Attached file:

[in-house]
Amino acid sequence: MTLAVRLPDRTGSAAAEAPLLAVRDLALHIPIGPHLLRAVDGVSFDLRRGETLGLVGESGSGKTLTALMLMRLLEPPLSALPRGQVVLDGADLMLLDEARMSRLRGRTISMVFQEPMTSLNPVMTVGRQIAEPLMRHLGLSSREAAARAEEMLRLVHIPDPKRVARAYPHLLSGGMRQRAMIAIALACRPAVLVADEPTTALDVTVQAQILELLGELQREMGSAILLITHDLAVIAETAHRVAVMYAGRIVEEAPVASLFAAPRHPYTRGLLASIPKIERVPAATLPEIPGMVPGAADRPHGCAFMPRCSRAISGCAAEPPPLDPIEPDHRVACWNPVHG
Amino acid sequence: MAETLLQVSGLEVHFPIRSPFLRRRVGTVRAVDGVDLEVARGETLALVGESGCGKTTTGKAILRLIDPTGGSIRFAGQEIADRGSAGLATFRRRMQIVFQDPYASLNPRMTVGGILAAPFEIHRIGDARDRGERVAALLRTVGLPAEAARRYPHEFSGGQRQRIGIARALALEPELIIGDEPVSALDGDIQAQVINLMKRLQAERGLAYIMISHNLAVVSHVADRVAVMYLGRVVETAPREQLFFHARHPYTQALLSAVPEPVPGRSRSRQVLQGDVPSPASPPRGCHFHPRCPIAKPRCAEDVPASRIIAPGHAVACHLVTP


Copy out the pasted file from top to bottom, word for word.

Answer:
[in-house]
Amino acid sequence: MTLAVRLPDRTGSAAAEAPLLAVRDLALHIPIGPHLLRAVDGVSFDLRRGETLGLVGESGSGKTLTALMLMRLLEPPLSALPRGQVVLDGADLMLLDEARMSRLRGRTISMVFQEPMTSLNPVMTVGRQIAEPLMRHLGLSSREAAARAEEMLRLVHIPDPKRVARAYPHLLSGGMRQRAMIAIALACRPAVLVADEPTTALDVTVQAQILELLGELQREMGSAILLITHDLAVIAETAHRVAVMYAGRIVEEAPVASLFAAPRHPYTRGLLASIPKIERVPAATLPEIPGMVPGAADRPHGCAFMPRCSRAISGCAAEPPPLDPIEPDHRVACWNPVHG
Amino acid sequence: MAETLLQVSGLEVHFPIRSPFLRRRVGTVRAVDGVDLEVARGETLALVGESGCGKTTTGKAILRLIDPTGGSIRFAGQEIADRGSAGLATFRRRMQIVFQDPYASLNPRMTVGGILAAPFEIHRIGDARDRGERVAALLRTVGLPAEAARRYPHEFSGGQRQRIGIARALALEPELIIGDEPVSALDGDIQAQVINLMKRLQAERGLAYIMISHNLAVVSHVADRVAVMYLGRVVETAPREQLFFHARHPYTQALLSAVPEPVPGRSRSRQVLQGDVPSPASPPRGCHFHPRCPIAKPRCAEDVPASRIIAPGHAVACHLVTP